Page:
‘I Love Lucy’: Lucille Ball Had Some Specific Physical Requirements for the Role of Ethel Mertz

Lucille Ball and Desi Arnaz starred on the legendary sitcom I Love Lucy from 1951 to 1957. The celebrity couple portrayed Ricky and Lucy Ricardo living in NYC with their best friends and landlords, Fred and Ethel Mertz, played by William Frawley and Vivian Vance.

When actors began to audition for the role of Ethel, Ball had a certain type of look she wanted the character to maintain.

Lucille Ball and Vivian Vance of 'I Love Lucy'
Lucille Ball and Vivian Vance of ‘I Love Lucy’ | CBS via Getty Images

Vivian Vance was fine with being the sidekick on ‘I Love Lucy’

Ball and Vance worked together for decades and developed a close friendship. Yet when I Love Lucy began, the famous redhead often kept a critical watch on Vance. In the book Desilu: The Story of Lucille Ball and Desi Arnaz by authors Coyne Steven Sanders and Tom Gilbert, Desilu Studios associate Maury Thompson described some of Ball’s critiques.

“She was tough on Viv,” Thompson said. “She picked at every little thing Viv did. Viv could read a script cold like a professional. And of course Lucille realized this as time went on. She’d say, ‘You like green?’ Viv would say, ‘Yeah.’ ‘You gonna wear that?’ ‘Yeah.’ ‘Oh.'”

Despite the backhanded comments from Ball, Vance had no problem deferring to the star’s instruction. The actor was always more than willing to change her wardrobe or look to whatever Ball preferred. Vance gravitated toward being in the background.

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“As working women, we had great respect for each other’s talent without a twinge of jealousy,” Vance explained. “I was tickled to death to go along with a star who was willing to work as hard as she did. I personally wasn’t that willing.”

Lucille Ball had doubts about Vivian Vance as Ethel Mertz

Ball clearly had a specific physical presence in mind when casting for the role of her bestie and landlady Ethel Mertz. Sanders and Gilbert described their first meeting when Vance came to read for the part. The I Love Lucy star vocalized her concerns, where Vance was more than happy to comply.

“‘She doesn’t look like a landlady,'” Thompson recalled Ball saying of Vance. “‘Her hair’s the same color as mine.’ Viv said, ‘Well, Miss Ball, I can dye it.’ … ‘[Ball said], ‘Well, I know but you’re not heavy.’ Viv said, ‘Well, I’m round-shouldered Miss Ball, and I do photograph dumpy.'”

Ball became a little more particular in her requirements for Ethel Mertz, where Vance continued to comply.

“Lucille says, ‘I don’t know,'” Thompson remembered. “‘I want a dumpy, peroxide-blonde with curlers in her hair and a terry cloth robe and fuzzy slippers. That’s what I want.’ Viv says, ‘You got her. I look just like that in the morning when I get out of bed.'”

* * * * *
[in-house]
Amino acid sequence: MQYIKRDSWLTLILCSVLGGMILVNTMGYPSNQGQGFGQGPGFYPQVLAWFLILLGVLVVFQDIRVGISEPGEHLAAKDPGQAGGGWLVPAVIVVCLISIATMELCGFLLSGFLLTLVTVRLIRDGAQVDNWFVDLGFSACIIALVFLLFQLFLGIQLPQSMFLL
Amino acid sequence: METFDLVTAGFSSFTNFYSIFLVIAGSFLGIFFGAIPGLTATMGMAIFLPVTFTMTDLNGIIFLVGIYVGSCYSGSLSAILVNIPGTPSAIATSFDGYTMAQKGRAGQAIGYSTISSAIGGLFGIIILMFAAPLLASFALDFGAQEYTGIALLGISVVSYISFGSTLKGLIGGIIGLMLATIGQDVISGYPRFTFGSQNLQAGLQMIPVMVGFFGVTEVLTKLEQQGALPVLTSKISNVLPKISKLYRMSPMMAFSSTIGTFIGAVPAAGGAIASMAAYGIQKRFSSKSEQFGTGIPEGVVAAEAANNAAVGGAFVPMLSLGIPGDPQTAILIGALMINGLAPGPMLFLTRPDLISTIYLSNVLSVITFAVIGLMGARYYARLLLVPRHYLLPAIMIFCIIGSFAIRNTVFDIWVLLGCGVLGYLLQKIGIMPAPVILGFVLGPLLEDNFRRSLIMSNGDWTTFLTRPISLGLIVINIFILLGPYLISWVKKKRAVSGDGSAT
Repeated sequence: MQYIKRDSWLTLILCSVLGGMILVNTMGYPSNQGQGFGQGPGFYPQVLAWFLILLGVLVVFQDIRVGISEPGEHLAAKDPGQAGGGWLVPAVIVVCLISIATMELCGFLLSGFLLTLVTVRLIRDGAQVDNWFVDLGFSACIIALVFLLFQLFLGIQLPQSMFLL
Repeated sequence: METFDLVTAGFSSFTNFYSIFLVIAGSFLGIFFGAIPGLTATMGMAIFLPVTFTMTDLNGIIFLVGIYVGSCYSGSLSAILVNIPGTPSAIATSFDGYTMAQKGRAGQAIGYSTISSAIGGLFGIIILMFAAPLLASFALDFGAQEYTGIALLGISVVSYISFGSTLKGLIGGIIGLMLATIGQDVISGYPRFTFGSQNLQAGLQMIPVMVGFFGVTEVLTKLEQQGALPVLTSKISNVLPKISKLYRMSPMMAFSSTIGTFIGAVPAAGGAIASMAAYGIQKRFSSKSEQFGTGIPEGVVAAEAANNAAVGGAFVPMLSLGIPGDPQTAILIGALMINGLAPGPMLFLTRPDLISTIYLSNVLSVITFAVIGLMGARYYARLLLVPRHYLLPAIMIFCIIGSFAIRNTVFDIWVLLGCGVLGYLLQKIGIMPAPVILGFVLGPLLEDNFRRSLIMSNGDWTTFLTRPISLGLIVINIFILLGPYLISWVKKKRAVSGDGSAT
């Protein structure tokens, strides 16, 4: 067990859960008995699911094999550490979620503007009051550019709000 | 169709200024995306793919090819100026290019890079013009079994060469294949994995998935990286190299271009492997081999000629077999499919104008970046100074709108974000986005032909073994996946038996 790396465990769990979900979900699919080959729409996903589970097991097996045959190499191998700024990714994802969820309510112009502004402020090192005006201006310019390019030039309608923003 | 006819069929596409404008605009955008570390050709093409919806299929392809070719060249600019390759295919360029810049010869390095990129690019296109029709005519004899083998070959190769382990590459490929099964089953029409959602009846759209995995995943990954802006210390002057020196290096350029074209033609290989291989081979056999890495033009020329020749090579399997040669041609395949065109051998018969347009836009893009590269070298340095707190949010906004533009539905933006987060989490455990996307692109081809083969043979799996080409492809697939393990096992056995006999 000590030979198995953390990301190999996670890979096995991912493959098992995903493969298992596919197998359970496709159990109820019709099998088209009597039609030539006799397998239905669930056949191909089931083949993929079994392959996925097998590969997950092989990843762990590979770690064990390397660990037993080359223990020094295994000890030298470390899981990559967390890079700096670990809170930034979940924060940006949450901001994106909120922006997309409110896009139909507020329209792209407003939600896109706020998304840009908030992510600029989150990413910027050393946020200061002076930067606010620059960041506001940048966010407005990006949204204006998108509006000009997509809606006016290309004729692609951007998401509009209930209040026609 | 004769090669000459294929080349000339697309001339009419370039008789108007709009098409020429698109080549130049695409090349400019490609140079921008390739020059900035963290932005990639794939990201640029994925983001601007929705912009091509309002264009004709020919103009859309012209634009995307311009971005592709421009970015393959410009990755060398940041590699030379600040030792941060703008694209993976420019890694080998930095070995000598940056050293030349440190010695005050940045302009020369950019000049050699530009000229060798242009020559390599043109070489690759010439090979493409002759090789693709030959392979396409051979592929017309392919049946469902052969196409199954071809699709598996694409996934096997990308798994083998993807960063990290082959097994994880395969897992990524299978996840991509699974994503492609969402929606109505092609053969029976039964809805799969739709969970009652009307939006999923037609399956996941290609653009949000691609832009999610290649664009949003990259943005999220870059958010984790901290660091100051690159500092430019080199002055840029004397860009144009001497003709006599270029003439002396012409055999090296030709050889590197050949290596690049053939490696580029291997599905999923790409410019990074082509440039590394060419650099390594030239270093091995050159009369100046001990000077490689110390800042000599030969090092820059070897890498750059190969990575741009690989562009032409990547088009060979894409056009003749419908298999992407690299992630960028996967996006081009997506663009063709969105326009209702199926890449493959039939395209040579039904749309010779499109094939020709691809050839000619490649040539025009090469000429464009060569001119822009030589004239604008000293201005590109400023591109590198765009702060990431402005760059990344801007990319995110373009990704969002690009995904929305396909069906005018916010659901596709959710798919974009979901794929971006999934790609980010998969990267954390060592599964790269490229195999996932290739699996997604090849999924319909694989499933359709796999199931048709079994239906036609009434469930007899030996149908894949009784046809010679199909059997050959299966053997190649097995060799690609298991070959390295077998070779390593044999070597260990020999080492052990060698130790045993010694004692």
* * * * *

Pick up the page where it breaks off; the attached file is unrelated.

Vivian Vance and Lucille Ball develop lifelong friendship

Thankfully, Vance landed the role and the Lucy-and-Ethel team entertained audiences for six hilarious seasons with their antics on I Love Lucy. According to Sanders and Gilbert, Vance never complained about some of the other physical requirements she had to take on for Ethel, including one in her contract.

“Vance, a year younger than Ball, was contractually obligated to remain twenty pounds overweight during the filming season,” they wrote in their book. “Over the years, Lucy would call up Vivian during their summer hiatus and quip, ‘Okay, start eating and putting on the flesh again, dear – we’ll be shooting again soon!'”

While some may have not relished some aspects of being Ball’s right-hand co-star, the two developed a friendship and respect for each other through their decades of sharing the screen.

'I Love Lucy': Vivian Vance and Lucille Ball in 'Job Switching'
‘I Love Lucy’: Vivian Vance and Lucille Ball in ‘Job Switching’ | CBS Photo Archive

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“They had been through so much together,” Ball’s friend Carol Cook said in Sanders’ and Gilbert’s book. “She trusted Viv. Viv was really the only one who could say on the set ‘Lucy, why don’t you move over there?’ … Not many other people would say that to her, but she would do it when Viv told her so.”

Vance recalled one example of Ball’s generosity when she presented Vance with a special scrapbook at Christmas with the cover reading “This Is Your Life – Vivian Roberta Jones.”

“She’d put it together herself, with baby pictures, photographs of Mom and Dad and the family including uncles and aunts,” Vance said. “It had taken weeks of telephoning them … before she got together all the souvenirs to sort and paste in.”

The legendary comedy duo remained friends until Vance’s death in 1979.